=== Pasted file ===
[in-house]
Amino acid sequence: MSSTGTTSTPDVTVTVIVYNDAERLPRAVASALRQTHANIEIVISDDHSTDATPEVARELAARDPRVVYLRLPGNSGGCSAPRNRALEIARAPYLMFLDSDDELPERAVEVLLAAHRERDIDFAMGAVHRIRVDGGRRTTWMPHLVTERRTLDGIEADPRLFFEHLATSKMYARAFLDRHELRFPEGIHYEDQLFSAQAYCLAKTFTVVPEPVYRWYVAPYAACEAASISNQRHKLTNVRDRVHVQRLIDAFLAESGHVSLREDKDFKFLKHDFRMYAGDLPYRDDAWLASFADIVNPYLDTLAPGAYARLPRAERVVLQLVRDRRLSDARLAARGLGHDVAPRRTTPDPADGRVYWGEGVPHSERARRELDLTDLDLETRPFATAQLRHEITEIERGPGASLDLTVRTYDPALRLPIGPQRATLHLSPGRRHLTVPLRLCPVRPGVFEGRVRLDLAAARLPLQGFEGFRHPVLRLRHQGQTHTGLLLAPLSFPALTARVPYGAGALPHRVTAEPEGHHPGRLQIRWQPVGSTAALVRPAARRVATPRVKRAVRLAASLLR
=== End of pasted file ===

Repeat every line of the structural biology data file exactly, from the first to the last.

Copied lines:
[in-house]
Amino acid sequence: MSSTGTTSTPDVTVTVIVYNDAERLPRAVASALRQTHANIEIVISDDHSTDATPEVARELAARDPRVVYLRLPGNSGGCSAPRNRALEIARAPYLMFLDSDDELPERAVEVLLAAHRERDIDFAMGAVHRIRVDGGRRTTWMPHLVTERRTLDGIEADPRLFFEHLATSKMYARAFLDRHELRFPEGIHYEDQLFSAQAYCLAKTFTVVPEPVYRWYVAPYAACEAASISNQRHKLTNVRDRVHVQRLIDAFLAESGHVSLREDKDFKFLKHDFRMYAGDLPYRDDAWLASFADIVNPYLDTLAPGAYARLPRAERVVLQLVRDRRLSDARLAARGLGHDVAPRRTTPDPADGRVYWGEGVPHSERARRELDLTDLDLETRPFATAQLRHEITEIERGPGASLDLTVRTYDPALRLPIGPQRATLHLSPGRRHLTVPLRLCPVRPGVFEGRVRLDLAAARLPLQGFEGFRHPVLRLRHQGQTHTGLLLAPLSFPALTARVPYGAGALPHRVTAEPEGHHPGRLQIRWQPVGSTAALVRPAARRVATPRVKRAVRLAASLLR